Playhouse, an anthology series broadcast on CBS between 1958-60,
never received the critical acclaim of Playhouse 90 or Studio
One, nor did it last as long as those two dramatic programs.
However, among the episodes in its brief run were two productions
that, in effect, served as pilots for The Twilight Zone and
The Untouchables, two of the most memorable (and most widely
syndicated in reruns) television shows of the 1960s.
Playhouse was produced by Desilu, a telefilm production company
owned by Desi Arnaz and Lucille Ball that owed its genesis and initial
success to a single series--I Love Lucy (CBS, 1951-57). By
the late 1950s, the company was producing, through a variety of
financial arrangements (wholly owning, co-producing, leasing of
facilities and personnel), several situation comedies and western
dramas. Desilu Playhouse was to be the realization of Arnaz's
dream to make Desilu the most significant telefilm production company
and to give himself the opportunity for creative play and control
beyond his role as producer and actor on I Love Lucy and
The Lucy-Desi Hour (an hour-long comedy series with the cast
and characters of I Love Lucy that aired once a month during
the 1957-58 television season). Departing from the standard practice
of networks committing to series only after a sponsor had agreed
to bankroll production costs, CBS bought Desilu Playhouse
on the strength of the Desilu track record and with a promise that
The Lucy-Desi Hour would be among the planned package of
dramas, comedies, and musical spectaculars.
committed to sponsorship a month after the sale to CBS in early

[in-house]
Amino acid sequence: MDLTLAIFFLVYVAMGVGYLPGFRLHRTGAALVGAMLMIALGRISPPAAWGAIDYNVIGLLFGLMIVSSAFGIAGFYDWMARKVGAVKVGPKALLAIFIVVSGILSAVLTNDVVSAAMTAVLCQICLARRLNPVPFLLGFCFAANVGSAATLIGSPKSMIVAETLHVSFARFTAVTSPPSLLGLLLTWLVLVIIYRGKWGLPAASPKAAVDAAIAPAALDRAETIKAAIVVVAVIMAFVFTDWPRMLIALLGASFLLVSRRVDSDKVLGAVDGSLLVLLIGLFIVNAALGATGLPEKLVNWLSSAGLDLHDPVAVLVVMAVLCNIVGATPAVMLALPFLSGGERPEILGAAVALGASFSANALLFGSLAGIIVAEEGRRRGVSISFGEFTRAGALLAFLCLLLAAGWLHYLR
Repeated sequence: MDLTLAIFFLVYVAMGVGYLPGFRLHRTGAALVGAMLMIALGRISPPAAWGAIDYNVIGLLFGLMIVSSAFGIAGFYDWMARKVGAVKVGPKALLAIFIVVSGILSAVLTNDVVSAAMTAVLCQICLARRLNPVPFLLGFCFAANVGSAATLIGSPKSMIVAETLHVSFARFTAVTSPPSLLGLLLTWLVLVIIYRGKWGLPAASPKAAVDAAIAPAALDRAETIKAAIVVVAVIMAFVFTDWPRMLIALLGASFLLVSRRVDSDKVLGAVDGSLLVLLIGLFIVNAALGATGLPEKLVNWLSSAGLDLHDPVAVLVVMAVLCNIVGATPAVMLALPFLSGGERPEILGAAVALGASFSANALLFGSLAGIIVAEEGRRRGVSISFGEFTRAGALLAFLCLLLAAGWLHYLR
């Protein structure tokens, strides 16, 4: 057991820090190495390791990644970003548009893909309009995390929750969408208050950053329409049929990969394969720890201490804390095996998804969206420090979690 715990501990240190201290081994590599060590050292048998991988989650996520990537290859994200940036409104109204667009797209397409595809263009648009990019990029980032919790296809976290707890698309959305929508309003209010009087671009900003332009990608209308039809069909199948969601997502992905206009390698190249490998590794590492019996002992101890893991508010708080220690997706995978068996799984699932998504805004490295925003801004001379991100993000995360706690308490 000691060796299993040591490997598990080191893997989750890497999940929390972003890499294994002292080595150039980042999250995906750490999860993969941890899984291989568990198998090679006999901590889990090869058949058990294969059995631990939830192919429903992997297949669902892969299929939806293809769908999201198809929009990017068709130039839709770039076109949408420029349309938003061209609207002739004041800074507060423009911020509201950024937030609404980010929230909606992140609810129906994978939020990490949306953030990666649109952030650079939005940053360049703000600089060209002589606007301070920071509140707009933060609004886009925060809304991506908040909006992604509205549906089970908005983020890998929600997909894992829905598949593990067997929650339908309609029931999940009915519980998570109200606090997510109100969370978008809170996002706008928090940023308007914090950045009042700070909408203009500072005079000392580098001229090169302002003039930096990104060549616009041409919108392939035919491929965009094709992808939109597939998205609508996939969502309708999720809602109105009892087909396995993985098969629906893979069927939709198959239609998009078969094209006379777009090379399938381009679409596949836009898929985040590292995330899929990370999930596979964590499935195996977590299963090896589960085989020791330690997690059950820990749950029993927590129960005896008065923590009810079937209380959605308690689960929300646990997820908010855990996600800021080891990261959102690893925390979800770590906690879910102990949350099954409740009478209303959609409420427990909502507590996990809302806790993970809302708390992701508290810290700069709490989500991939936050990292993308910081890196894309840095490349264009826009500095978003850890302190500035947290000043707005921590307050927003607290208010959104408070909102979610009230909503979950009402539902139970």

1958, agreeing to a record of $12 million production cost outlay.
The company was already sponsor of the prestigious anthology series
Studio One, but this show as canceled shortly after the deal
with Desilu. Historians as well as former personnel of Desilu and
Westinghouse suggest that it was Westinghouse president Mark Cresap's
love of I Love Lucy and the persuasiveness of the charming
Arnaz--who promised Cresap that the series would double Westinghouse's
business in the first year--that encouraged the company to lay out
so much money for the telefilmed anthology series.
first episode of the Westinghouse-Desilu Playhouse, aired
in October 1958, was "Lucy Goes to Mexico," a Lucy-Desi Hour
with guest star Maurice Chevalier. The following week the first
dramatic hour premiered, "Bernadette" (a biography of Saint Bernadette,
the young girl claiming visitation from the Virgin Mary in 19th
century Lourdes, France), starring Pier Angeli. Despite Arnaz's
claim that the series would never show anything offensive to children,
it highest rated telecasts were the two hours of The Untouchables,
featuring Robert Stack as Eliot Ness, leader of the crack FBI team
who pursued Al Capone and other gangsters during Prohibition. When
The Untouchables became a regular series on ABC in 1959, it was
the subject of great controversy because of its violence and allegedly
negative stereotypes of Italian-Americans.
Playhouse did not survive long for a variety of reasons--the
inability to attract big star guests every week, the waning power
of the anthology series form due to cost and subject matter, the
growing popularity of other dramatic programming (such as westerns
and cop shows), and the divorce of Ball and Arnaz, which ended their
partnership as Lucy and Ricky Ricardo as well. Although Westinghouse-Desilu
Playhouse did prove Desilu to be multi-faceted at telefilm production,
Desi Arnaz did not get a chance to expand his acting range, and
the musical spectaculars he had envisioned producing for the series
fell short of the quantity and quality promised to Westinghouse.
The legacy of the series lies in its launching of The Twilight
Zone and The Untouchables, and its continuation of The
Lucy-Desi Hour, which still appears regularly in syndicated
SPOKESPERSON Betty Furness
Desi Arnaz, Bert Granet
HISTORY 48 Episodes
October 1958-September 1959 Monday
October 1959-June 1960
Christopher. Hollywood TV: The Studio System in the Fifties.
Austin, Texas: University of Texas Press, 1994.
Andrew, Bart. The "I Love Lucy" Book. New York: Doubleday,
Sanders, Coyness Steven, and Tom Gilbert. Desilu: The Story of
Lucille Ball and Desi Arnaz. New York: William Morrow, 1993.